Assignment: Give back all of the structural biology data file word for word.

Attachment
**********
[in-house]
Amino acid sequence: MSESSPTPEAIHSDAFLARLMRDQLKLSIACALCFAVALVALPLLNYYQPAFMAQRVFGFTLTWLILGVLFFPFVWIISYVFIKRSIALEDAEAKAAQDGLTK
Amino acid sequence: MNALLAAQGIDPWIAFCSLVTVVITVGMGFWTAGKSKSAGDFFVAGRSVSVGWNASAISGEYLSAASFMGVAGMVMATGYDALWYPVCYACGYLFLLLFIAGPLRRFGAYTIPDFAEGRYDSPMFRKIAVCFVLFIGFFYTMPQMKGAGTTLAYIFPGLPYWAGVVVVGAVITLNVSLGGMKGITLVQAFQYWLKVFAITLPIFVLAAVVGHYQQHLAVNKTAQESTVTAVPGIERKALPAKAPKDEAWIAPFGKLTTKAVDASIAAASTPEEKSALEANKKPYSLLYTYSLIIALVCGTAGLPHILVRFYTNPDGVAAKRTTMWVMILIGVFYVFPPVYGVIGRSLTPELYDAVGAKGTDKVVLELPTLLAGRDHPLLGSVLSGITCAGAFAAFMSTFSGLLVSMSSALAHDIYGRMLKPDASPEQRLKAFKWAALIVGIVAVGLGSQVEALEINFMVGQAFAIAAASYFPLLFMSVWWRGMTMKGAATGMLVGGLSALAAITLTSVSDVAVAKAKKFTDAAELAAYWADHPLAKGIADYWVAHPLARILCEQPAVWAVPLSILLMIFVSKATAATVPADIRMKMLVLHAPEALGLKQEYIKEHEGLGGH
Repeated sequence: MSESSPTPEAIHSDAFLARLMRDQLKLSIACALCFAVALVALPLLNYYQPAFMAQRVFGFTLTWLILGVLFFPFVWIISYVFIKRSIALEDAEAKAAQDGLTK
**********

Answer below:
[in-house]
Amino acid sequence: MSESSPTPEAIHSDAFLARLMRDQLKLSIACALCFAVALVALPLLNYYQPAFMAQRVFGFTLTWLILGVLFFPFVWIISYVFIKRSIALEDAEAKAAQDGLTK
Amino acid sequence: MNALLAAQGIDPWIAFCSLVTVVITVGMGFWTAGKSKSAGDFFVAGRSVSVGWNASAISGEYLSAASFMGVAGMVMATGYDALWYPVCYACGYLFLLLFIAGPLRRFGAYTIPDFAEGRYDSPMFRKIAVCFVLFIGFFYTMPQMKGAGTTLAYIFPGLPYWAGVVVVGAVITLNVSLGGMKGITLVQAFQYWLKVFAITLPIFVLAAVVGHYQQHLAVNKTAQESTVTAVPGIERKALPAKAPKDEAWIAPFGKLTTKAVDASIAAASTPEEKSALEANKKPYSLLYTYSLIIALVCGTAGLPHILVRFYTNPDGVAAKRTTMWVMILIGVFYVFPPVYGVIGRSLTPELYDAVGAKGTDKVVLELPTLLAGRDHPLLGSVLSGITCAGAFAAFMSTFSGLLVSMSSALAHDIYGRMLKPDASPEQRLKAFKWAALIVGIVAVGLGSQVEALEINFMVGQAFAIAAASYFPLLFMSVWWRGMTMKGAATGMLVGGLSALAAITLTSVSDVAVAKAKKFTDAAELAAYWADHPLAKGIADYWVAHPLARILCEQPAVWAVPLSILLMIFVSKATAATVPADIRMKMLVLHAPEALGLKQEYIKEHEGLGGH
Repeated sequence: MSESSPTPEAIHSDAFLARLMRDQLKLSIACALCFAVALVALPLLNYYQPAFMAQRVFGFTLTWLILGVLFFPFVWIISYVFIKRSIALEDAEAKAAQDGLTK